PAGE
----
On or about June 9, 1981, Caselinuovo convened a meeting of the eleven current Casey Sales employees owed back overtime wages. Employees not owed back wages were not included. At the meeting, Caselinuovo stated that he felt hurt and "betrayed" by the outcome of the investigation and opined that "anyone that felt that they really deserved those monies to me would be a parasite." Some of those present testified at trial that Caselinuovo also stated that he would "appreciate" the return of the payments and that he could determine "who his friends were" and who were "the loyal ones" by who returned the payment. Caselinuovo disputes that he ever sought return of the money owed to his employees. Rather, he claims he only wanted to know that their "sentiments" were with him. By all accounts, Caselinuovo requested that each of the employees speak to him individually and inform him of their answer to this question, in his own words: "Did they feel that they deserved the monies that were going to be coming to them . . .?"

On June 12, Lawrence Bala went to Caselinuovo and expressed his belief that he was entitled to the overtime repayment and his intention to keep it. Bala then left for a one-week vacation. He was fired upon his return on June 22, 1981. On June 12, 1981, Daniel Frank also went to Caselinuovo and stated his intention to keep the money because he was entitled to it. Frank was fired one week later on June 19, 1981. David Fears likewise informed Caselinuovo that he felt legally and morally entitled to the money and that he would keep it. He was fired on June 19, 1981. Caselinuovo twice approached Carmen Nappo about the overtime payments, and on both occasions Nappo avoided any direct response to the question of entitlement. He was also fired on June 19, 1981. Raymond Matthews met with Caselinuovo during the week following the group meeting and stated that he would return the money if he would otherwise lose his job. He refrained from stating that he felt no entitlement to the money. Matthews was fired on June 19, 1981. Of those employees due overtime payments who were retained by Caselinuovo, all but one told him that they did not feel entitled to keep the money owed to them.*fn2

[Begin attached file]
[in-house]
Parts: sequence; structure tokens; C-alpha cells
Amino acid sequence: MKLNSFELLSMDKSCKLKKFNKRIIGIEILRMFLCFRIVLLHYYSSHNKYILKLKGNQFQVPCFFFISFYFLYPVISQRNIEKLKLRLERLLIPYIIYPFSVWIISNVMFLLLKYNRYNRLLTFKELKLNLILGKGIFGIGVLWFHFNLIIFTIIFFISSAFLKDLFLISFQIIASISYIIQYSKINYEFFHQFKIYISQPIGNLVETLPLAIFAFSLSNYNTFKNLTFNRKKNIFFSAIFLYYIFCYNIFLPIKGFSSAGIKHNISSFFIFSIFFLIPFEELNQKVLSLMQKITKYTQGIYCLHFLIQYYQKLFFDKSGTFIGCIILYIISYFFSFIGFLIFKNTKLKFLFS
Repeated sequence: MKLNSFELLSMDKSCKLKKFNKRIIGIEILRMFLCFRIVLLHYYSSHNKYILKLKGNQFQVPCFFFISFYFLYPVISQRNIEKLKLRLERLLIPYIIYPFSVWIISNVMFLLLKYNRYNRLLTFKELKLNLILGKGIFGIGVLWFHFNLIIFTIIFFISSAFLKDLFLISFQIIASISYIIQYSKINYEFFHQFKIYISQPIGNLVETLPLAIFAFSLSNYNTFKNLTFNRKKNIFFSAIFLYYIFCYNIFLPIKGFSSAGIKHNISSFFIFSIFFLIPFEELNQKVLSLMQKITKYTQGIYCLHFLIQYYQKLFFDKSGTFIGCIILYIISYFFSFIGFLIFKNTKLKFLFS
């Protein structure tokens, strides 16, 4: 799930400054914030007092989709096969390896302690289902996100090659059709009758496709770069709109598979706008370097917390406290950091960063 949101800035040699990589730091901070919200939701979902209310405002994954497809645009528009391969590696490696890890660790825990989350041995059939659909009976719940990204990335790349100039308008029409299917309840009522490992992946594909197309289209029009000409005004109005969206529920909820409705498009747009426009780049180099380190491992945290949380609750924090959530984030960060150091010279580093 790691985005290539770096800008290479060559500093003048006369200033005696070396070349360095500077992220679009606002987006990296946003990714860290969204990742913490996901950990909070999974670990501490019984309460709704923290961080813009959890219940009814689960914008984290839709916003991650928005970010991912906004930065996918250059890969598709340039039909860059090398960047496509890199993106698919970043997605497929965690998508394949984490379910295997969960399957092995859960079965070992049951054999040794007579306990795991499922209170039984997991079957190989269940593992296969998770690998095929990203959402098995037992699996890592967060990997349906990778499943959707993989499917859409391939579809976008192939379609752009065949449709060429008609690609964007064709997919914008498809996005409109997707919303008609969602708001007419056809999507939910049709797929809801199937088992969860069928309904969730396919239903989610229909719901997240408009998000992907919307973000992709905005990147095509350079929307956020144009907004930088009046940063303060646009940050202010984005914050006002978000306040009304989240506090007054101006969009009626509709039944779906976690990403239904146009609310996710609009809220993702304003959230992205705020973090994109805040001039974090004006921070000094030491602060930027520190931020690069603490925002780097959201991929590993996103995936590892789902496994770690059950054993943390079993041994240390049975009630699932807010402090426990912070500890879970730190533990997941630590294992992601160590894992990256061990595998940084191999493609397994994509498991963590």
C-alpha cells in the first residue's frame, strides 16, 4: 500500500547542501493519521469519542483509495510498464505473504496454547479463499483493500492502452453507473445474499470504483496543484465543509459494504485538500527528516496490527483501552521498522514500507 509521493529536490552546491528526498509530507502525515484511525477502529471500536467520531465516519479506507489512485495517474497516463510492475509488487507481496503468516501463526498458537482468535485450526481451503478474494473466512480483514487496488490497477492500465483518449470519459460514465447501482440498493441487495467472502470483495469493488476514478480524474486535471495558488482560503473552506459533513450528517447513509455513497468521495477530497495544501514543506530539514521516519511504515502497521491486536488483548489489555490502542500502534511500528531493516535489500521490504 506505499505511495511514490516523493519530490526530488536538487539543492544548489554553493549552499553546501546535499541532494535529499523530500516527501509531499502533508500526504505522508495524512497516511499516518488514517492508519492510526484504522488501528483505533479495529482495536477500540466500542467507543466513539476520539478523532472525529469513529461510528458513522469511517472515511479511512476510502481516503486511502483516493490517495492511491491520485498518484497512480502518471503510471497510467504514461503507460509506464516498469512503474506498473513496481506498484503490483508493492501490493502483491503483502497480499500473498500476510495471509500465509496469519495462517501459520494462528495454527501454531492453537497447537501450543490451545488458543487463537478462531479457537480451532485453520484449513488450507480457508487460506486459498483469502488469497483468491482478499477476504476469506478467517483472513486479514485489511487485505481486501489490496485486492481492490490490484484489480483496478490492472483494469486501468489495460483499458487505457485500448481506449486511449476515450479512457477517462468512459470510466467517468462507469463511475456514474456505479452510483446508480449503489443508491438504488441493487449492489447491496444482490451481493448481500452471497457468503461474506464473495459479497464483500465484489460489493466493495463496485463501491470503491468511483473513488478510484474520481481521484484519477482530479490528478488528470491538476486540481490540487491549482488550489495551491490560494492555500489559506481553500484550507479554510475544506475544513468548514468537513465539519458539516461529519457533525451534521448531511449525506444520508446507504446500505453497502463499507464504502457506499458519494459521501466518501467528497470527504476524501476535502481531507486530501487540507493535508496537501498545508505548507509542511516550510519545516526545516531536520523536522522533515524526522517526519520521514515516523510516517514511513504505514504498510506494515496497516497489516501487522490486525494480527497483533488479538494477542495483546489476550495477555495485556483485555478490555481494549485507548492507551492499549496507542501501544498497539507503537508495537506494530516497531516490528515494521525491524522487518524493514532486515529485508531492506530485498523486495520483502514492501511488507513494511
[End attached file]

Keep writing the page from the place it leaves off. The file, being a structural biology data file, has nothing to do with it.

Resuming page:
The defendants contended at trial that Caselinuovo fired the five employees for reasons not associated with the Department of Labor's overtime wage investigation and without regard to their answers to his own subsequent loyalty investigation. Caselinuovo charged that Bala, an employee for two years, was terminated primarily because of his antagonistic and condescending attitude toward both customers and co-workers. Similarly, Frank and Nappo, employees since late 1980, were allegedly fired due to "attitude" problems. Frank's performance and outlook reportedly deteriorated sharply following the imposition of the post-investigation changes in working conditions at Casey Sales, and Nappo had been abusive and uncooperative generally. Nappo and Bala were also suspected by Caselinuovo of stealing parts from the shop on occasions in early 1981. Matthews, an employee for a total of approximately six years, was allegedly discharged on account of job absenteeism, tardiness, and unsafe work habits. Fears, who had been steadily employed by Casey Sales since 1977, was discharged for various "irritating" work habits, primarily a slow performance rate.

The District Court found that the five employees were discharged because of their refusal to comply with Caselinuovo's expressed desire that they repudiate their claims to the overtime wages. Though the Court noted that each of the five employees could lawfully have been discharged for deficiencies unrelated to the Department of Labor's overtime investigation, the "inescapable conclusion is that the 'straw that broke the camel's back' was the proper insistence (or non-waiver) by these five employees on their right to such [overtime] wages." Memorandum and Order of August 22, 1986, at 9. The Court thus concluded that the discharges violated section 15(a)(3) of the FLSA, which prohibits employment discrimination against any employee "because such employee has filed any complaint or instituted or caused to be instituted any proceeding under or related to this chapter, or has testified . . . in any such proceeding." 29 U.S.C. § 215(a)(3) (1982).

Upon finding that a violation of section 15 had occurred, the trial judge awarded damages for back pay to the five employees, totalling $107,208.75, and prejudgment interest of $57,602.97. The District ...